While the search for a local woven cotton producer was like a wild goose chase, trying to find a local supplier for Global Mamas' jersey fabric wasn't much easier. After making attempts to manufacture t-shirt items with a local Ghanaian factory, the deal fell through, along with a hefty deposit made for fabric purchase. The efforts to locate other reliable and ethical manufacturers in Ghana didn't present any results.


Things took a positive turn when Adam made a crucial connection at a conference put on by the West Africa Trade Hub. She befriended the directors of Cool Ideas, the South African agents for Edun (the socially responsible clothing company created by Ali Hewson and Bono). Global Mamas received multiple samples from South African jersey cotton manufacturers and selected Prestige Clothing out of Durban to produce Global Mamas line of jersey cotton garments. Global Mamas is happy to support Africa's growing economies by sourcing its raw materials in South Africa and also still being able to take advantage of duty-free exporting of this apparel to the USA under AGOA (African Growth and Opportunities Act).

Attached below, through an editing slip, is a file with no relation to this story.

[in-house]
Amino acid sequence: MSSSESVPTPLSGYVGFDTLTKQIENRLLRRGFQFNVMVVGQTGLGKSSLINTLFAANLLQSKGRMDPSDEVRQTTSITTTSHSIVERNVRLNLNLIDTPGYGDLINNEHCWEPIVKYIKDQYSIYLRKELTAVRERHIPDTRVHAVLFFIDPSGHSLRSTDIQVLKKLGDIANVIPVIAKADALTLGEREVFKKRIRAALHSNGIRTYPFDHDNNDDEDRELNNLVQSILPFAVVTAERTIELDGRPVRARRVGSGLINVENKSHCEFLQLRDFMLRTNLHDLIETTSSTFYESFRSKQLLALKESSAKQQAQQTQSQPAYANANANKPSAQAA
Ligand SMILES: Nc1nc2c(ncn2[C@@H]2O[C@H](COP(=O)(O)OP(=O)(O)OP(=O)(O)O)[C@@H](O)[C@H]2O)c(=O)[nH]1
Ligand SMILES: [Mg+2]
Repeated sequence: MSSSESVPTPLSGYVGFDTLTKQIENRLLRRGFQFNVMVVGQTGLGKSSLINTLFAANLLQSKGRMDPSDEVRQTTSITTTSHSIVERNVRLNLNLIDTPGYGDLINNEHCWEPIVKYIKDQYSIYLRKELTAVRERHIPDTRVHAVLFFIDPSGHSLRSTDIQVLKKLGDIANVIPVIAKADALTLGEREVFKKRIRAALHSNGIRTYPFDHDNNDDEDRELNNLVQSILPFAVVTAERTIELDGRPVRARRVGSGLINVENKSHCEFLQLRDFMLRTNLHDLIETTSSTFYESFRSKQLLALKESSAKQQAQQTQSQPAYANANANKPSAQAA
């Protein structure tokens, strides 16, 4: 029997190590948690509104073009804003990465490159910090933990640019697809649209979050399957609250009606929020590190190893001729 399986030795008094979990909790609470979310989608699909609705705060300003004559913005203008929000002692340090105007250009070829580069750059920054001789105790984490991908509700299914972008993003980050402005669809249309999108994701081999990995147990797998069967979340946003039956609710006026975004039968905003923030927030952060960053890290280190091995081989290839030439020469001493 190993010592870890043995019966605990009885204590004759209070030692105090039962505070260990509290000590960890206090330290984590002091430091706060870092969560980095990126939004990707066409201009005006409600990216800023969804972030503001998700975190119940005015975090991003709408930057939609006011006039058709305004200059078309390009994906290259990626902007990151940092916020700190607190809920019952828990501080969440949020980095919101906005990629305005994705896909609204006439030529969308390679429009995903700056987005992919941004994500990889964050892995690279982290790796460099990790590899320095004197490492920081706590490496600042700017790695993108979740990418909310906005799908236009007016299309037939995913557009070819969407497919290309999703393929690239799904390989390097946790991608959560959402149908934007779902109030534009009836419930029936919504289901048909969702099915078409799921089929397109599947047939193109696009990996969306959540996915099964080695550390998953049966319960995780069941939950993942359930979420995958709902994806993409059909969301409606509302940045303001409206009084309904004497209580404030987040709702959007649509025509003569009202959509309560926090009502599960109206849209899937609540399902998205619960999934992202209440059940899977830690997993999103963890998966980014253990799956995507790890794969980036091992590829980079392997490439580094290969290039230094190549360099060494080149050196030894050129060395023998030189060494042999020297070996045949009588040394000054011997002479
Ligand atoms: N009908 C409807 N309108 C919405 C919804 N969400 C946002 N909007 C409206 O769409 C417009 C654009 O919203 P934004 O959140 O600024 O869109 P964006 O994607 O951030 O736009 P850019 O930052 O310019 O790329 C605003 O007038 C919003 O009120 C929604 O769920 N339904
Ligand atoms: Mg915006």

The future looks great for Global Mamas in terms of continued growth and improvement. By Fall of 2007, Global Mamas expects to have its own private labeling done on the jersey cotton apparel from South Africa. Organic products are also on the lookout for the company's possible changes. "We would love to be able to afford to produce our clothing using organic materials sourced from African manufacturers," says Adam. "As we continue to grow, I think it will become an option for Global Mamas."




4/1/2007 :: Global Mamas Receive Fair Trade Certification at Annual Meeting

By Kristen Gallagher

Global Mamas Receive Fair Trade Certification at Annual Meeting

Make way for more fair trade! The women of the Global Mamas Cooperative in Cape Coast came together at the Cape Coast Hotel this April to address current progress, challenges, and upcoming projects. The highlight of the day was an "awards ceremony" to present Fair Trade Certifications to the 17 women whom have earned them.


Global Mamas' internal Fair Trade Certification was put into practice to ensure that fair trade principles are being embraced at the grassroots level of each of the member enterprises in the Cooperative. The Fair Trade Certification ensures that the business owners are providing fair wages to their employees, offering hygienic working conditions, taking care of the environment, providing opportunities for male and female employees within the business, and maintaining transparency in the financial practices of the business. In order to receive the certification, the women are interviewed, quizzed and observed in their businesses practices by Global Mamas' staff and trained volunteers.